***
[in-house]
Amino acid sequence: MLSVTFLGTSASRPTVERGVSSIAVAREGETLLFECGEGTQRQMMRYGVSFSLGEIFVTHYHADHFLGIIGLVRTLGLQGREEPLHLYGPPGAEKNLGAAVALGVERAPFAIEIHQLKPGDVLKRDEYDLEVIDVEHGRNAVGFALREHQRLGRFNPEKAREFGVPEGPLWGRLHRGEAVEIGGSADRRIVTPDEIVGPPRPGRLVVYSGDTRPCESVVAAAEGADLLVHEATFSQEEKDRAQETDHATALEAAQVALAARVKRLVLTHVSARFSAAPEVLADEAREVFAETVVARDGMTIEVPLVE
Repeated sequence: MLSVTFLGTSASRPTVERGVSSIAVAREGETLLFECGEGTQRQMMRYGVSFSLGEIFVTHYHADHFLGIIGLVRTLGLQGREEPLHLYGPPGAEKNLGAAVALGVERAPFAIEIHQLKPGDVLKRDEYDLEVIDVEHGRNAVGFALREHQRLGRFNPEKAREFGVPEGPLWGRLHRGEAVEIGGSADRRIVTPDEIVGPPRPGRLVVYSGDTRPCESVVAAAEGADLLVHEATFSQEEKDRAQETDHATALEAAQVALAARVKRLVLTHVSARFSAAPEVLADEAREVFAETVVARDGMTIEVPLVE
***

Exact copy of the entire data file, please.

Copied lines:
[in-house]
Amino acid sequence: MLSVTFLGTSASRPTVERGVSSIAVAREGETLLFECGEGTQRQMMRYGVSFSLGEIFVTHYHADHFLGIIGLVRTLGLQGREEPLHLYGPPGAEKNLGAAVALGVERAPFAIEIHQLKPGDVLKRDEYDLEVIDVEHGRNAVGFALREHQRLGRFNPEKAREFGVPEGPLWGRLHRGEAVEIGGSADRRIVTPDEIVGPPRPGRLVVYSGDTRPCESVVAAAEGADLLVHEATFSQEEKDRAQETDHATALEAAQVALAARVKRLVLTHVSARFSAAPEVLADEAREVFAETVVARDGMTIEVPLVE
Repeated sequence: MLSVTFLGTSASRPTVERGVSSIAVAREGETLLFECGEGTQRQMMRYGVSFSLGEIFVTHYHADHFLGIIGLVRTLGLQGREEPLHLYGPPGAEKNLGAAVALGVERAPFAIEIHQLKPGDVLKRDEYDLEVIDVEHGRNAVGFALREHQRLGRFNPEKAREFGVPEGPLWGRLHRGEAVEIGGSADRRIVTPDEIVGPPRPGRLVVYSGDTRPCESVVAAAEGADLLVHEATFSQEEKDRAQETDHATALEAAQVALAARVKRLVLTHVSARFSAAPEVLADEAREVFAETVVARDGMTIEVPLVE